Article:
S. Conference of Mayors had stated Americans suffered from "rootlessness." By the 1980s there were thousands of federally designated historic districts. Some states, such as Arizona, have passed referendums defending property rights that have stopped private property being designated historic without the property owner's consent or compensation for the historic overlay. Historic districts are two types of properties and non-contributing. Broadly defined, a contributing property is any property, structure or object which adds to the historical integrity or architectural qualities that make a historic district, listed locally or federally, significant. Different entities governmental, at both the state and national level in the United States, have differing definitions of contributing property but they all retain the same basic characteristics. In general, contributing properties are integral parts of the historic context and character of a historic district. In addition to the two types of classification within historic districts, properties listed on the National Register of Historic Places are classified into five broad categories.
They are, structure, site and object. All but the eponymous district category are applied to historic districts listed on the National Register. A listing on the National Register of Historic Places is governmental acknowledgment of a historic district. However, the Register is "an honorary status with some federal financial incentives." The National Register of Historic Places defines a historic district per U. S. federal law, last revised in 2004. According to the Register definition a historic district is: a geographically definable area, urban or rural, possessing a significant concentration, linkage, or continuity of sites, structures, or objects united by past events or aesthetically by plan or physical development. A district may comprise individual elements separated geographically but linked by association or history. Districts established under U. S. federal guidelines begin the process of designation through a nomination to the National Register of Historic Places. The National Register is the official recognition by the U.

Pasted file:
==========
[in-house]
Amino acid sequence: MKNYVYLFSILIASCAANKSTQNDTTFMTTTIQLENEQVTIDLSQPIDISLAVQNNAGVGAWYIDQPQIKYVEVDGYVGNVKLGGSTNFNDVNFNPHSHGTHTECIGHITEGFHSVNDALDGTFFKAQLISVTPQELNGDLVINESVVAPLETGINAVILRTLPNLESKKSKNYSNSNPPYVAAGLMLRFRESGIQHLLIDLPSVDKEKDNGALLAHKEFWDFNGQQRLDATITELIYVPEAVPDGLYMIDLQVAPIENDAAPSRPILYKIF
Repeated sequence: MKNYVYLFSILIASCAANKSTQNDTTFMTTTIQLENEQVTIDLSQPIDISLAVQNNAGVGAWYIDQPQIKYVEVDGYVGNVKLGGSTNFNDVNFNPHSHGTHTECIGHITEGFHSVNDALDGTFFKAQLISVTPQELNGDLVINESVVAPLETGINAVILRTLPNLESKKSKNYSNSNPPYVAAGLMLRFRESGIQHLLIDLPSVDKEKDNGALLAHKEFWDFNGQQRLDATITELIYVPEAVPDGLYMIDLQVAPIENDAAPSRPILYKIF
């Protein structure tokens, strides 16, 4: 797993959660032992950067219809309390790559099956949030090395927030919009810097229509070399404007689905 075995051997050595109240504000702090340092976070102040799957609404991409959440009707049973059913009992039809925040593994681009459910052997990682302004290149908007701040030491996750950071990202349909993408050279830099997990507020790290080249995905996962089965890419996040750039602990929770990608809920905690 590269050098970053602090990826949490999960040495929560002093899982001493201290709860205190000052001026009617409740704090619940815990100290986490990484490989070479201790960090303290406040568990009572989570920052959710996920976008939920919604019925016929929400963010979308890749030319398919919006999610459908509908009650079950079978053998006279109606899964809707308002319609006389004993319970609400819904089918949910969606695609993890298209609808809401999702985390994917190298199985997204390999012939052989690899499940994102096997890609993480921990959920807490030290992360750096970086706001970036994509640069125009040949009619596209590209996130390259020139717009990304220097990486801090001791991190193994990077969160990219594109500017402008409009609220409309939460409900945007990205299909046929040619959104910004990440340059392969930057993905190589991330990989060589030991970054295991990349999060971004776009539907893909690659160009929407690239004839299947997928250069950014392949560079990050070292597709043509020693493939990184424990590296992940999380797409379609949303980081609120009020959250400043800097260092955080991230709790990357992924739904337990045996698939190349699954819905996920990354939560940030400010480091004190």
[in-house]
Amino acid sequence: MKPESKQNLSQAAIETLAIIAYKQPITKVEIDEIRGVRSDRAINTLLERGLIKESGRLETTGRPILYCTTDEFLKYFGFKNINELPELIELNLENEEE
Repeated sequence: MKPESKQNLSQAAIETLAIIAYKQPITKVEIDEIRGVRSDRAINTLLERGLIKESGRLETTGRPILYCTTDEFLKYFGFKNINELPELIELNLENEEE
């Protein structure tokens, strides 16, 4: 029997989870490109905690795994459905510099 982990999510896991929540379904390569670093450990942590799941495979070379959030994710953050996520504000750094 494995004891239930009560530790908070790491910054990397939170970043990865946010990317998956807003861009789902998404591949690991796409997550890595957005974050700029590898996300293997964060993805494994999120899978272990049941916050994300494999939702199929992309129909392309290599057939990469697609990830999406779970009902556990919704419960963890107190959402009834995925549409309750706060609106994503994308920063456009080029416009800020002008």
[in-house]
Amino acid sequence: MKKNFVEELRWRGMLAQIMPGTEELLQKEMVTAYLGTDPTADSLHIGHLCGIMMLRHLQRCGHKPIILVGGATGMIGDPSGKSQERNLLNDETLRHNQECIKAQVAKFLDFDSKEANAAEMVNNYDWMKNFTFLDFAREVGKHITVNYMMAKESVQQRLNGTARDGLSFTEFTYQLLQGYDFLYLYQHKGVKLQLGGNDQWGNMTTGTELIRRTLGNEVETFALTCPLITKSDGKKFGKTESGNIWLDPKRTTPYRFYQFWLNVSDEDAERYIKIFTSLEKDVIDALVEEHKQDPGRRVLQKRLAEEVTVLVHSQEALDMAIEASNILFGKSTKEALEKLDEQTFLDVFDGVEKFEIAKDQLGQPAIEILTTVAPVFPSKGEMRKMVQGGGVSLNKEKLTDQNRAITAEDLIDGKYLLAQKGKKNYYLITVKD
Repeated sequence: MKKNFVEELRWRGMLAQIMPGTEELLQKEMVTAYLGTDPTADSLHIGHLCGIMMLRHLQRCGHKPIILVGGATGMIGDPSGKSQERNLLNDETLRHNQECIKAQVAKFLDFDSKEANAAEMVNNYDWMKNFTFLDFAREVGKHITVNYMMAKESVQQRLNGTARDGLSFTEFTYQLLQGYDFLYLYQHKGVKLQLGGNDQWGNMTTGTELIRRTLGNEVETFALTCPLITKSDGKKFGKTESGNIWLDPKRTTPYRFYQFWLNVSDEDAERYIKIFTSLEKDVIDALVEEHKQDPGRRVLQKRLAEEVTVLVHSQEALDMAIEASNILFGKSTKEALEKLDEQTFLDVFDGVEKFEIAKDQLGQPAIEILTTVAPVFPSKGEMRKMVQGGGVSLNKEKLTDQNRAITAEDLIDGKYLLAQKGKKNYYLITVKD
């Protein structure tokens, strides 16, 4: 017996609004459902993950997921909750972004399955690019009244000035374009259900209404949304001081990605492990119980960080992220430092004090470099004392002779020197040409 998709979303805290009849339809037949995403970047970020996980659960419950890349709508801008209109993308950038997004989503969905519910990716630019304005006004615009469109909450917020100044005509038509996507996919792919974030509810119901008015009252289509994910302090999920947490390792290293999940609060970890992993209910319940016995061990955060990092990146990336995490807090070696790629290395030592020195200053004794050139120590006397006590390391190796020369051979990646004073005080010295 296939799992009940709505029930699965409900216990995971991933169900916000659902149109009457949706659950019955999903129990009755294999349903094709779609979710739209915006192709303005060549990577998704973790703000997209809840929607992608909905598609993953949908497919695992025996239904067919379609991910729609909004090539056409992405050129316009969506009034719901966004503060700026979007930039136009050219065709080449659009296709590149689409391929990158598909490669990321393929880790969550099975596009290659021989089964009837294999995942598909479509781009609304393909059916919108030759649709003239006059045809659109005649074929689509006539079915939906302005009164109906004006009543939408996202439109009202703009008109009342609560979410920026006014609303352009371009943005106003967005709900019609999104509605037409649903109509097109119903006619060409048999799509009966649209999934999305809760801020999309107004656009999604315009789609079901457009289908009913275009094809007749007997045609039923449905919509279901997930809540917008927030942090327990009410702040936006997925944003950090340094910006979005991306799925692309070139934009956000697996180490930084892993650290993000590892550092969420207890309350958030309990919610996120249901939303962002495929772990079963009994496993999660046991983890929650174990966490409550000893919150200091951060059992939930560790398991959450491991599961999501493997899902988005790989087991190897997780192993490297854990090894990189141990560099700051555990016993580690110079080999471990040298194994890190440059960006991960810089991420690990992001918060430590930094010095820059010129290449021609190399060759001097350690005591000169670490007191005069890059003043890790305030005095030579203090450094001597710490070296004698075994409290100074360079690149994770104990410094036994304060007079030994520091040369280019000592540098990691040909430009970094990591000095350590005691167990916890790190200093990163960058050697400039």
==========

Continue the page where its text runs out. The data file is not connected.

S. government of cultural resources worthy of preservation. While designation through the National Register does offer a district or property some protections, it is only in cases where the threatening action involves the federal government. If the federal government is not involved the listing on the National Register provides the site, property or district no protections. For example, if company A wants to tear down the hypothetical Smith House and company A is under contract with the state government of Illinois the federal designation would offer no protections. If, company A was under federal contract the Smith House would be protected. A federal designation is little more than recognition by the government that the resource is worthy of preservation. In general, the criteria for acceptance to the National Register are applied but there are considerations for exceptions to the criteria and historic districts have influence on some of those exceptions; the National Register does not list religious structures, moved structures, reconstructed structures, or properties that have achieved significance within the last 50 years.
However, if a property falls into one of those categories and are "integral parts of districts that do meet the criteria" an exception allowing their listing will be made. Historic dis